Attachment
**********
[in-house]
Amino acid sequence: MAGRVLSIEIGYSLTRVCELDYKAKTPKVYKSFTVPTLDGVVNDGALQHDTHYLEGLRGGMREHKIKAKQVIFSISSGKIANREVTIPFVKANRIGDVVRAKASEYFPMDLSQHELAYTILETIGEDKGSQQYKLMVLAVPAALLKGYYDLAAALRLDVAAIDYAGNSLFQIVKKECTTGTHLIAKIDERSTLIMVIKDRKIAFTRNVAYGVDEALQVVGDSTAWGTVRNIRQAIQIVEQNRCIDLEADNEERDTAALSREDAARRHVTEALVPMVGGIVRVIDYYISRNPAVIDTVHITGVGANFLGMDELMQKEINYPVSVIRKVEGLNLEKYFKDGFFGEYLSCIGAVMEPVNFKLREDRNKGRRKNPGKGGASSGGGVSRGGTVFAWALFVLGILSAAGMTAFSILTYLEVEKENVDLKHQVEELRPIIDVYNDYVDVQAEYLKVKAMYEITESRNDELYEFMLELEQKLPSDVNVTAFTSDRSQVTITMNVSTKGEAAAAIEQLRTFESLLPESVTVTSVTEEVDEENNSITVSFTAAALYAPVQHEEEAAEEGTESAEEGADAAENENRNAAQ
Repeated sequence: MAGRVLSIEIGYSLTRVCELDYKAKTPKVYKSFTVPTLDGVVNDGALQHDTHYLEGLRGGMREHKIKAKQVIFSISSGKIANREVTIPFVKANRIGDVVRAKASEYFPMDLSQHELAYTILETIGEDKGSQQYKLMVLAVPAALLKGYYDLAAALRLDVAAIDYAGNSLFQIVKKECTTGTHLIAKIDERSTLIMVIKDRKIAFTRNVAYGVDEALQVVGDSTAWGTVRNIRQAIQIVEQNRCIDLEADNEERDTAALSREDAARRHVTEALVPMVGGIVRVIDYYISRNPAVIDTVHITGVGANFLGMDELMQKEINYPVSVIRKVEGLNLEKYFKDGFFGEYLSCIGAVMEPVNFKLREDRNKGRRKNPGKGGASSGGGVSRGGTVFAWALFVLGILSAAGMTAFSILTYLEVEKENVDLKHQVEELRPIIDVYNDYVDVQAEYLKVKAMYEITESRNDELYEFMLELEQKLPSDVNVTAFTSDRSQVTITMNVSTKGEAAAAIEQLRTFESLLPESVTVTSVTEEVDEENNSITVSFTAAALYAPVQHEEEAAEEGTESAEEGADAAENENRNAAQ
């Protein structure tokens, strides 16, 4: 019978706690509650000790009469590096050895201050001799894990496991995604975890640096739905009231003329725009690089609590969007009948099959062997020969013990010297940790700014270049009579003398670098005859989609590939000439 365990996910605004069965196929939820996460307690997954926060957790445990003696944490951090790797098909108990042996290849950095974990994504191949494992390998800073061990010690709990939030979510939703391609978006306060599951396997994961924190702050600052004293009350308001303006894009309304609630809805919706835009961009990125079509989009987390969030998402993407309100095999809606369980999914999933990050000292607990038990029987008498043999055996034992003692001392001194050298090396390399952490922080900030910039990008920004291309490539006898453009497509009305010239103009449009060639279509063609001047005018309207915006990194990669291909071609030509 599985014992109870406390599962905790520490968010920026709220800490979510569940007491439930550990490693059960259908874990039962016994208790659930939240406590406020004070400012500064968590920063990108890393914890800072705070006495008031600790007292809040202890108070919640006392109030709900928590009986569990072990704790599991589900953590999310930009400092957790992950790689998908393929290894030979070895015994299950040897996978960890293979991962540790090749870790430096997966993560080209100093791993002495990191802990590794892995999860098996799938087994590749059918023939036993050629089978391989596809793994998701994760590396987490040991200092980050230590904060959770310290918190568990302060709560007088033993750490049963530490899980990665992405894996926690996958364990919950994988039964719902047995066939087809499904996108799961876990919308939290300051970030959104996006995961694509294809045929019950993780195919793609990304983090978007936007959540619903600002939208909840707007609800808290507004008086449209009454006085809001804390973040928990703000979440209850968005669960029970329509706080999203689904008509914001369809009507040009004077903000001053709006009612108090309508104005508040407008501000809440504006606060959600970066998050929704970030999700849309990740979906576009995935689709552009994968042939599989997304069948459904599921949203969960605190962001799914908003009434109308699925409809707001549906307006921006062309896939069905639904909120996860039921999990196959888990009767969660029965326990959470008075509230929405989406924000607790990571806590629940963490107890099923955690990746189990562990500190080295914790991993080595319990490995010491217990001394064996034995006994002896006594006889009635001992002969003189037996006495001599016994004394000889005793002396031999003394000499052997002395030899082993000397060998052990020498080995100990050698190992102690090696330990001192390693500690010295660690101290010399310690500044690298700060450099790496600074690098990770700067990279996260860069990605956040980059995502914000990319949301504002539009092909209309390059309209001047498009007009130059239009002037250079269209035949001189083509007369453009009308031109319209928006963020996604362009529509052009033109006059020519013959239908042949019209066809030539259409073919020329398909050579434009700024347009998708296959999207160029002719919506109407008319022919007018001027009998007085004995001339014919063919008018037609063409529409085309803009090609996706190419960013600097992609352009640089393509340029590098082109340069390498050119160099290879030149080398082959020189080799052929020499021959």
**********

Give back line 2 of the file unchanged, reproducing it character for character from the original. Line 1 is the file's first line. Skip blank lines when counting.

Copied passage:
Amino acid sequence: MAGRVLSIEIGYSLTRVCELDYKAKTPKVYKSFTVPTLDGVVNDGALQHDTHYLEGLRGGMREHKIKAKQVIFSISSGKIANREVTIPFVKANRIGDVVRAKASEYFPMDLSQHELAYTILETIGEDKGSQQYKLMVLAVPAALLKGYYDLAAALRLDVAAIDYAGNSLFQIVKKECTTGTHLIAKIDERSTLIMVIKDRKIAFTRNVAYGVDEALQVVGDSTAWGTVRNIRQAIQIVEQNRCIDLEADNEERDTAALSREDAARRHVTEALVPMVGGIVRVIDYYISRNPAVIDTVHITGVGANFLGMDELMQKEINYPVSVIRKVEGLNLEKYFKDGFFGEYLSCIGAVMEPVNFKLREDRNKGRRKNPGKGGASSGGGVSRGGTVFAWALFVLGILSAAGMTAFSILTYLEVEKENVDLKHQVEELRPIIDVYNDYVDVQAEYLKVKAMYEITESRNDELYEFMLELEQKLPSDVNVTAFTSDRSQVTITMNVSTKGEAAAAIEQLRTFESLLPESVTVTSVTEEVDEENNSITVSFTAAALYAPVQHEEEAAEEGTESAEEGADAAENENRNAAQ